Now that you’re comfortably settled into your summer internship, the next big thing on your to-do list is probably securing that full-time offer. With more and more companies using internships as a way to screen talent, you have a huge advantage once you’re in the doors as an intern.
But how do you get past that final step and go about acquiring the coveted full-time offer? Beyond just doing a great job on your assignments, here are a few ways to immerse yourself in the team, get the right kind of attention from the higher-ups, and make sure the company won’t be able to live without you on its “Meet the Team” page.
1. Get a Sponsor
You don’t want to be that intern who’s running around touting her own horn all summer in an attempt to get some attention (the other interns might resent you, and management probably won’t think you’re a very good team player). A better approach? Find someone to do it for you.
Task number one for the summer is to figure out which of your co-workers just naturally speaks well of everyone. Every workplace has one—the office compliment-giver. He or she usually goes from desk to desk asking how everyone’s weekend was and, unlike everyone else, actually seems to care.
Once you figure out who this person is, your goal is make sure he or she knows how well you’re doing. Let someone else spread the news of your accomplishments this summer. You don’t have to stick out your own neck, and it’ll sound better coming from someone else anyway.
2. Get to Know Everyone
Of course, it’s going to take more than one person on your side when the time comes to determine whether or not you’ll get an offer—you’ll want to get buy-in from as many people as possible.
Half the battle is letting people know what you want so they can help you get it. So, as you go about your day-to-day duties, make sure your co-workers know you’re excited about your work and are looking to stick around. Make it a point to meet with as many people as you can at the beginning of your internship. Set up short half-hour meetings or coffee breaks, and use this time to learn about everyone’s roles and where they see the company headed. People will want to learn about your background, too, so make sure you have your elevator pitch prepared.
This is also a good time to ask people for their advice on how to best secure a full-time position. Asking for advice has the dual benefit of you receiving some helpful nuggets of wisdom and letting people know you hope to stay with the company.
3. Take Initiative and Stay Busy
Unless you’re in a particularly well-run internship, you’re probably going to have some down time, when you don’t have much to do. But rather than learning the fine art of how to look busy, try, you know, actually being busy.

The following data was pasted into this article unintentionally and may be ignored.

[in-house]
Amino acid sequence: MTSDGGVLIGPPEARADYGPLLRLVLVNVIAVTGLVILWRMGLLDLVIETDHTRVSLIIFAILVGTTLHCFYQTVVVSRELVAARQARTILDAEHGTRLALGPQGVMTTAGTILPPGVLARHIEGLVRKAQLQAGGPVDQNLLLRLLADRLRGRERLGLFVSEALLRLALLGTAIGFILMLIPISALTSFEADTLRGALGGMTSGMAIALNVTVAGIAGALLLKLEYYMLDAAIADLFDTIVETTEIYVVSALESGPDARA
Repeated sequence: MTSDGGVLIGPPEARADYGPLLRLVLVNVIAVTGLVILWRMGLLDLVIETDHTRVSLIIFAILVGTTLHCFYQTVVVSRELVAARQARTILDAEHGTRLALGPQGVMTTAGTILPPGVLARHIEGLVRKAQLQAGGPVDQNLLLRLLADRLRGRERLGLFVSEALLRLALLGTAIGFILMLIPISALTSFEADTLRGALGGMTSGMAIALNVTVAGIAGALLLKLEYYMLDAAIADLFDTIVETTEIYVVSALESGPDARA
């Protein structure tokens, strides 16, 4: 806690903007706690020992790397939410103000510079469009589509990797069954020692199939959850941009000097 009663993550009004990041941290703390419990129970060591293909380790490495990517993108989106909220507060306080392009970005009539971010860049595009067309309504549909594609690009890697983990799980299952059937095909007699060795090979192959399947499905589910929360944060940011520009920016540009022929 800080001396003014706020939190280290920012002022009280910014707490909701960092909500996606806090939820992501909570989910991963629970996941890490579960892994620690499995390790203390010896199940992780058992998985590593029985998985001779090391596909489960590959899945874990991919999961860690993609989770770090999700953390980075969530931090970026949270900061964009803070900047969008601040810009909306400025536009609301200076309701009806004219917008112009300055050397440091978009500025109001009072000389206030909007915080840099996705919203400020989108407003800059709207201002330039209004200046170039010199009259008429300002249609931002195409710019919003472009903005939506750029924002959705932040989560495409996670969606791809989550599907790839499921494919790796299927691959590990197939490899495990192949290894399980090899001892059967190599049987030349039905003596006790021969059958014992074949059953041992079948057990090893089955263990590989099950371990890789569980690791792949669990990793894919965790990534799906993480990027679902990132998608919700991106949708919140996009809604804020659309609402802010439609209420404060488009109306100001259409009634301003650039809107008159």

To do this, go out of your way and take initiative to either ask for more work or suggest your own projects. Ask around and see if there are some side projects people have been meaning to do, but haven’t gotten around to. This might even be a topic to bring up when you’re meeting the rest of the staff. Make sure to frame it as “I’d love to help…” rather than “I have nothing better to do, so…” Taking initiative is a great way to show your enthusiasm for working at the company—and that you’d be a huge asset to the team if hired.
4. Manage Up
Last, but not least, you will need to regularly communicate with your manager. Ultimately, it will be your manager’s word that will carry the most weight when the time comes to evaluate your performance, so make it a priority to meet your manager’s objectives and request feedback frequently.
To do this, make sure you have an opportunity to check in regularly so your manager knows what you’re up to. And, don’t forget to check if you have support from your supervisor before going off to do different projects. Being on the same page as your manager will help you be seen as a stellar intern, rather than a rebellious one. If weekly meeting aren’t an option, start sending a summary of the things you’re working on and your accomplishments at the beginning or end of each week.
When it comes down to it, this summer is essentially an extended interview for a full-time offer, so treat it as such. Get your game face on, meet and greet the staff, and make your manager look good. With a little bit of luck and a little more hard work, you’ll be walking out of your internship with an offer to come back.
Lily Zhang serves as a Manager of Graduate Student Professional Development at the MIT Media Lab where she works with a range of students from AI experts to interaction designers. When she’s not indulging in a new book or video game, she’s thinking about, talking about, or writing about careers. Follow her musings on Twitter @lzhng.More from this Author